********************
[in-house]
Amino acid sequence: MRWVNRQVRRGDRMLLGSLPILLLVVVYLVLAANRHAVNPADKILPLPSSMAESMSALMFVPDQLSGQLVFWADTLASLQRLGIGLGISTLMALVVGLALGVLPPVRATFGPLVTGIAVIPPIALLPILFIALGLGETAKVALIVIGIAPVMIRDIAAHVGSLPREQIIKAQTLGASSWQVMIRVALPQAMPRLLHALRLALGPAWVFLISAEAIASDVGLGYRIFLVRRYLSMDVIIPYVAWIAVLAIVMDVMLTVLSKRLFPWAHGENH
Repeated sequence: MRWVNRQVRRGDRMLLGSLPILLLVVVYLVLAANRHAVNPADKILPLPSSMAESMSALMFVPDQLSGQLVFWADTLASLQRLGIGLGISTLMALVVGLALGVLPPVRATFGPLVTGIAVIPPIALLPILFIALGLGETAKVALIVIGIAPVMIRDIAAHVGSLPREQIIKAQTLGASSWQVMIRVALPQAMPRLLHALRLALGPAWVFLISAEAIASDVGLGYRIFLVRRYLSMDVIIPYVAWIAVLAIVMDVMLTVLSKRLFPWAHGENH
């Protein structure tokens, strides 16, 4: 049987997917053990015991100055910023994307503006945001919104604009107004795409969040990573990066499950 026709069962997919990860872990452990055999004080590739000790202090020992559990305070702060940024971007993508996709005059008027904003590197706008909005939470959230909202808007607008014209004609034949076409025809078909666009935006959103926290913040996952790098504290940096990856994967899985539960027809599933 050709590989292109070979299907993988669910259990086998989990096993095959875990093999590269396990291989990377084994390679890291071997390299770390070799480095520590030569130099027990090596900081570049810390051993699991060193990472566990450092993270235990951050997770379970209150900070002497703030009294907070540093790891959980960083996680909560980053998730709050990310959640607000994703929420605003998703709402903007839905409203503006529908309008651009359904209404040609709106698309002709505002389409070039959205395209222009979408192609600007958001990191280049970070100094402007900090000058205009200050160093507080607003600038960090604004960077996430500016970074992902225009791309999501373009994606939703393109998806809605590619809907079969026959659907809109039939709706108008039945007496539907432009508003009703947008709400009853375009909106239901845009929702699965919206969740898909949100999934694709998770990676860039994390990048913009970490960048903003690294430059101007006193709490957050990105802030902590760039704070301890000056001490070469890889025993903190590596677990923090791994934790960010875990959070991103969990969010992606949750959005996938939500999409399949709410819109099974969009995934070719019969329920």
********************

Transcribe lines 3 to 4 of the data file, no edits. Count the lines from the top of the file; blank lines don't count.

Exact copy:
Repeated sequence: MRWVNRQVRRGDRMLLGSLPILLLVVVYLVLAANRHAVNPADKILPLPSSMAESMSALMFVPDQLSGQLVFWADTLASLQRLGIGLGISTLMALVVGLALGVLPPVRATFGPLVTGIAVIPPIALLPILFIALGLGETAKVALIVIGIAPVMIRDIAAHVGSLPREQIIKAQTLGASSWQVMIRVALPQAMPRLLHALRLALGPAWVFLISAEAIASDVGLGYRIFLVRRYLSMDVIIPYVAWIAVLAIVMDVMLTVLSKRLFPWAHGENH
């Protein structure tokens, strides 16, 4: 049987997917053990015991100055910023994307503006945001919104604009107004795409969040990573990066499950 026709069962997919990860872990452990055999004080590739000790202090020992559990305070702060940024971007993508996709005059008027904003590197706008909005939470959230909202808007607008014209004609034949076409025809078909666009935006959103926290913040996952790098504290940096990856994967899985539960027809599933 050709590989292109070979299907993988669910259990086998989990096993095959875990093999590269396990291989990377084994390679890291071997390299770390070799480095520590030569130099027990090596900081570049810390051993699991060193990472566990450092993270235990951050997770379970209150900070002497703030009294907070540093790891959980960083996680909560980053998730709050990310959640607000994703929420605003998703709402903007839905409203503006529908309008651009359904209404040609709106698309002709505002389409070039959205395209222009979408192609600007958001990191280049970070100094402007900090000058205009200050160093507080607003600038960090604004960077996430500016970074992902225009791309999501373009994606939703393109998806809605590619809907079969026959659907809109039939709706108008039945007496539907432009508003009703947008709400009853375009909106239901845009929702699965919206969740898909949100999934694709998770990676860039994390990048913009970490960048903003690294430059101007006193709490957050990105802030902590760039704070301890000056001490070469890889025993903190590596677990923090791994934790960010875990959070991103969990969010992606949750959005996938939500999409399949709410819109099974969009995934070719019969329920």